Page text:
The graph of an equation is the set of points corresponding to all ordered pairs that satisfy the equation. It gives a “picture” of the equation. Most equations in two variables are satisfied by an infinite number of ordered pairs, so their graphs include an infinite number of points.
To graph an equation, we plot a number of ordered pairs that satisfy the equation until we have enough points to suggest the shape of the graph. For example, to graph 2x + 3y = 6, we plot all the ordered pairs found in Objective 2 and Example 1 on the previous page. These points, shown in a table of values and plotted in Figure 4(a), appear to lie on a straight line. If all the ordered pairs that satisfy the equation 2x + 3y = 6 were graphed, they would form the straight line shown in Figure 4(b).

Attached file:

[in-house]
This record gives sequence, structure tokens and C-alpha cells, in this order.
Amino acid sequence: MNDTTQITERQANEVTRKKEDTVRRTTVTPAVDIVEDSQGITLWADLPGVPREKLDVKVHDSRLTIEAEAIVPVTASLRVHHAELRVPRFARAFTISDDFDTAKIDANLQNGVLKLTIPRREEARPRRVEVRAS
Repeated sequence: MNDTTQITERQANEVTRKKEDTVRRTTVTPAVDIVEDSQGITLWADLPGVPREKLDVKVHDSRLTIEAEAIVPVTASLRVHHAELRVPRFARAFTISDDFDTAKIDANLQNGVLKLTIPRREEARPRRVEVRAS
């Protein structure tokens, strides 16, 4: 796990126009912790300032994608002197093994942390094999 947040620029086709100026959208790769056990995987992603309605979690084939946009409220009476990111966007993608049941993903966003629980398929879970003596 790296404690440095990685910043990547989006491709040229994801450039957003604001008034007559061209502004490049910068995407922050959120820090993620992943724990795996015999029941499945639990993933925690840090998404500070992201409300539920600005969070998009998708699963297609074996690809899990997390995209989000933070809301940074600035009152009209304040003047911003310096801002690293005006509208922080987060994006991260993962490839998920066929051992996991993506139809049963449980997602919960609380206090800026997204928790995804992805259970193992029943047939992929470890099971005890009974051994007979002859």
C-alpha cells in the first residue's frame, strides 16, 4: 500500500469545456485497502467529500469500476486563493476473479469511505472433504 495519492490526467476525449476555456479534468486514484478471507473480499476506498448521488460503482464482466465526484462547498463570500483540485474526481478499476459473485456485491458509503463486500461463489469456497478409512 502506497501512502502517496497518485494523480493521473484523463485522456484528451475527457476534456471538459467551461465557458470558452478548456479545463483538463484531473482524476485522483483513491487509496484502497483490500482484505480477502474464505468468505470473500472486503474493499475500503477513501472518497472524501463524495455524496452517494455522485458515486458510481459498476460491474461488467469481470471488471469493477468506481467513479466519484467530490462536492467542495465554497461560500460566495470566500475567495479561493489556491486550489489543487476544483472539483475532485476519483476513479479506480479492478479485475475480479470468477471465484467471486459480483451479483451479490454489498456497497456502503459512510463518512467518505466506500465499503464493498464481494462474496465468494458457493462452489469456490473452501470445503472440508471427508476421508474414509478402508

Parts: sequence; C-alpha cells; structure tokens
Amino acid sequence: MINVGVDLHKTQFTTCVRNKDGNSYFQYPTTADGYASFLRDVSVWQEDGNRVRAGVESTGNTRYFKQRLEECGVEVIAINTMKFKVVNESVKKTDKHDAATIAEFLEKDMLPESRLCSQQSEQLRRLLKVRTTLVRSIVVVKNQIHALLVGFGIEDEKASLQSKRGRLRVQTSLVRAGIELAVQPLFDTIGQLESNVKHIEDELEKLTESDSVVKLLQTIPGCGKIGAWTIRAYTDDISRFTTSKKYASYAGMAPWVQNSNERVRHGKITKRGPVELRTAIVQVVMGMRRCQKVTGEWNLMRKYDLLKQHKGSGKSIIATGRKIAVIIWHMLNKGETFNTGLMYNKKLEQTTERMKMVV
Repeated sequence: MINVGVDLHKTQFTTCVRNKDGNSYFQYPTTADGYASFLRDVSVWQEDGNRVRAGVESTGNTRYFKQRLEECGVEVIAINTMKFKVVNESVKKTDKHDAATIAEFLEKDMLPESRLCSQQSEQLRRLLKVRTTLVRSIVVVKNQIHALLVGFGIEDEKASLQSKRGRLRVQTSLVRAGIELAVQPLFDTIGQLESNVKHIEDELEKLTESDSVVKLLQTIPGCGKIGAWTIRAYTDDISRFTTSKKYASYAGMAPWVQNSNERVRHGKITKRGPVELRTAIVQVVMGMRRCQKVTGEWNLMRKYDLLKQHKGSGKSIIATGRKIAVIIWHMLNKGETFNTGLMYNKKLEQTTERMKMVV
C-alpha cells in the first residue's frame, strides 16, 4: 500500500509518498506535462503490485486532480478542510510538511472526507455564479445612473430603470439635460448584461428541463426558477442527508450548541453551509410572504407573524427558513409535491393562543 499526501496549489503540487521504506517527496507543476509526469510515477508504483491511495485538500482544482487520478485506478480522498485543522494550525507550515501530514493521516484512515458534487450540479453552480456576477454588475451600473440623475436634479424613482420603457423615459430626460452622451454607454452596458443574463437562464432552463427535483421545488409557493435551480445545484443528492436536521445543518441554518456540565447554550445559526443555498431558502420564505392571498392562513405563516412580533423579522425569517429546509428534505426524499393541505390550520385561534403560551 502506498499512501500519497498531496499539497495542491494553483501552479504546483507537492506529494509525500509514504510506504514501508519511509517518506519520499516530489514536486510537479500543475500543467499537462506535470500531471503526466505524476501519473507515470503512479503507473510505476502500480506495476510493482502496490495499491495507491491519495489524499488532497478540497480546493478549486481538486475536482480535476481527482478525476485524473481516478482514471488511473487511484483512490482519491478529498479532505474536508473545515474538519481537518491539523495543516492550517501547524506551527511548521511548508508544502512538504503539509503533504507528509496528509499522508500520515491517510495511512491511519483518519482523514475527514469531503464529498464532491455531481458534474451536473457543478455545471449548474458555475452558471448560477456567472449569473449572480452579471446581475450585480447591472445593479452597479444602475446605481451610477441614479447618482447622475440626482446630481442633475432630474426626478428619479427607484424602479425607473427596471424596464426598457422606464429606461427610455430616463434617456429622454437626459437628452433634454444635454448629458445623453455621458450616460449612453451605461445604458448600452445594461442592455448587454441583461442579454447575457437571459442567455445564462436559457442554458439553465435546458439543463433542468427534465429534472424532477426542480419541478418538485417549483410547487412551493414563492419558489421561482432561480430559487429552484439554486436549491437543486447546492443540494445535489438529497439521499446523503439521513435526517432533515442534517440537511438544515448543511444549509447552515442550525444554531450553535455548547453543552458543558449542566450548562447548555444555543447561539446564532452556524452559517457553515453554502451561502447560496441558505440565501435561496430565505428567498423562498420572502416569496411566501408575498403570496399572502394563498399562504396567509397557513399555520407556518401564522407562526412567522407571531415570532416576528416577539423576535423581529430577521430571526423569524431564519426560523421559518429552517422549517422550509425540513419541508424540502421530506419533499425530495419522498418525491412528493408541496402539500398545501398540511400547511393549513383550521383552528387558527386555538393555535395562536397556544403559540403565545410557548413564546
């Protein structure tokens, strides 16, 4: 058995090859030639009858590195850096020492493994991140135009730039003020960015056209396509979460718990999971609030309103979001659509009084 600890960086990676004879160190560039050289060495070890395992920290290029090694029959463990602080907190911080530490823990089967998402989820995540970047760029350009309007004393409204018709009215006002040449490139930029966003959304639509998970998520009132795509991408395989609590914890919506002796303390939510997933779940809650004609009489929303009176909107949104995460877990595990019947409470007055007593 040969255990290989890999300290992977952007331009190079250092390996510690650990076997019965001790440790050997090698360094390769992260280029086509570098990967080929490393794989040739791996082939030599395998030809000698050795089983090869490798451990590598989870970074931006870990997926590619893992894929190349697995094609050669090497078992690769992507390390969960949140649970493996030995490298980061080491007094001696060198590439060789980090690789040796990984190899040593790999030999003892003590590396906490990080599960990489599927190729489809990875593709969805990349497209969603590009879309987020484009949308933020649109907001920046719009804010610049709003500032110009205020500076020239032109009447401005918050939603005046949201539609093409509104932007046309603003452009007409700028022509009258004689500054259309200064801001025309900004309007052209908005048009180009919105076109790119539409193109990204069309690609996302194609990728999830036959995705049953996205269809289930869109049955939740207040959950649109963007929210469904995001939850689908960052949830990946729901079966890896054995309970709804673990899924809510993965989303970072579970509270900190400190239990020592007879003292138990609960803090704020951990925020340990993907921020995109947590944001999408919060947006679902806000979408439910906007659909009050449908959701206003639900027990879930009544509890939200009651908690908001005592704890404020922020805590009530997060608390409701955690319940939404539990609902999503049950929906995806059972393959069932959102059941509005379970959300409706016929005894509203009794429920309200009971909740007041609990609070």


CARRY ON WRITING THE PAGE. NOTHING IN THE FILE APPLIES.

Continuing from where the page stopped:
The equation 2x + 3y = 6 is called a first-degree equation because it has no term with a variable to a power greater than one.
The graph of any first-degree equation in two variables is a straight line.